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In search of the bottom in the Covid-19 crisis

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Markets will see the bottom when
expectations can be anchored on a slowdown in the speed of  contagion, the effectiveness of the policy mix and improving financial conditions. We are moving in this direction, but we are not there yet.

In this unprecedented time of high uncertainty from a sanitary and economic perspective, the different drivers at play are moving in different directions. These forces make the exercise of GDP forecasting quite tricky and not particularly helpful for the time being.

Markets are leading the real economic cycle and therefore they will bottom before the end of the pandemic. However, they will calm down and be reassured on the path forward when they can anchor expectations on three points:

  1. The cyclical pattern of the pandemic, or when there is some sign of an improvement on the speed of the contagion. This depends on the “time” variable (the extension of the crisis period) and on the mobilisation efforts (the containment measures put in force in the different states). Early containment with strong measures such the ones applied in China and most recently in the main Western countries could help limit the spread of the virus;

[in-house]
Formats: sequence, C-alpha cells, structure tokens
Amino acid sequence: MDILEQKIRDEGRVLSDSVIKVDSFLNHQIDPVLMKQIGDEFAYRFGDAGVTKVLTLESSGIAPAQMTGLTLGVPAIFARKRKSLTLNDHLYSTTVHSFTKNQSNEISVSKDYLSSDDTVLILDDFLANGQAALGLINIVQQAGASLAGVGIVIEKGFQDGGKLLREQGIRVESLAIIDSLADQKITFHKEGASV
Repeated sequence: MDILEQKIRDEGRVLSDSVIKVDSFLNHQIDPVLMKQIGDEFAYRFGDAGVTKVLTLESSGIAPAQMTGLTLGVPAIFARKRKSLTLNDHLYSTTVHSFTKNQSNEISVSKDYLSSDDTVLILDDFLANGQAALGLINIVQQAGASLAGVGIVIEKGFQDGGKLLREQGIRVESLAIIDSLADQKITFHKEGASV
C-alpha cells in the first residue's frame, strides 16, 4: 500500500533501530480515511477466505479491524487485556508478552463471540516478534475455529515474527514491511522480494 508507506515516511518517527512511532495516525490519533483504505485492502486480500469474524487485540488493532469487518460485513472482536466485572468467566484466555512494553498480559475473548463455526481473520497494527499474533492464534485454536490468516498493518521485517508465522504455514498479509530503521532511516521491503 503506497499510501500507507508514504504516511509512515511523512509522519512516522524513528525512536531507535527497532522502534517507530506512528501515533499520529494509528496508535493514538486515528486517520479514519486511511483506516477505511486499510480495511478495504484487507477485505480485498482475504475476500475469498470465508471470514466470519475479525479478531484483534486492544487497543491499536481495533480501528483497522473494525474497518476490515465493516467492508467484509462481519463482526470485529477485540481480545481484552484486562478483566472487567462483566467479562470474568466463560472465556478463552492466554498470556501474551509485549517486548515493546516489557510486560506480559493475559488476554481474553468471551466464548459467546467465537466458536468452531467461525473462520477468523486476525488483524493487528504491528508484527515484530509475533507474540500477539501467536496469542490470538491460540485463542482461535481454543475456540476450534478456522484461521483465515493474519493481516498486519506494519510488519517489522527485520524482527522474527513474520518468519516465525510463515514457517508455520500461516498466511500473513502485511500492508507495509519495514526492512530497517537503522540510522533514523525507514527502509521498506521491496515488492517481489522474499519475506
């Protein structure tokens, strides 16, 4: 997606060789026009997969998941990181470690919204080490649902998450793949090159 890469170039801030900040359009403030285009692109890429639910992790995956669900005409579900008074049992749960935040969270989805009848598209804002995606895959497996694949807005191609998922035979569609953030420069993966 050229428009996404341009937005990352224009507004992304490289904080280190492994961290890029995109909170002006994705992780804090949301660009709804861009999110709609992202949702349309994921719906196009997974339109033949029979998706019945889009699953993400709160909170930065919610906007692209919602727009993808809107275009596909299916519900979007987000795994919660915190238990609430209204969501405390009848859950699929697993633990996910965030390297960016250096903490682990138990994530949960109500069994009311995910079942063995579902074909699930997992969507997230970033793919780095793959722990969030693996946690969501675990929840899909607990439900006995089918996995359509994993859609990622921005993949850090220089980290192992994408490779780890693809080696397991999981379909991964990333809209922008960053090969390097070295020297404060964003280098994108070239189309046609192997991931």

2. The ‘whatever is necessary’ tactics of fiscal and monetary authorities, and whether or not monetary policies and fiscal measures are considered credible and effective to ease financial conditions for the corporate sector or to provide adequate resources to the household sector to face a period of higher unemployment due to the shutdown of economic activity;
  3. The short end of the credit curve, after recent dislocations, and core bonds yields, which have started to rise since the fiscal measures have been announced, discounting higher future debt.

We should acknowledge that we are in a situation similar to October 2008, when uncertainty was very high, volatility was extreme and liquidity was vanishing. The market bottomed in March of the following year. However, this time extraordinary measures have been put in place at an earlier stage of the crisis (2008 was a lesson) and the stimulus is significantly bigger. Markets will take time to digest all these measures, but will start pricing in that they are unlimited.

However, the policy bazookas will not be effective unless there is a corresponding fall in the speed of contagion. The combination of the two will drive the timing of the recovery and, as long as the pandemic does not seem to be under control, volatility will persist.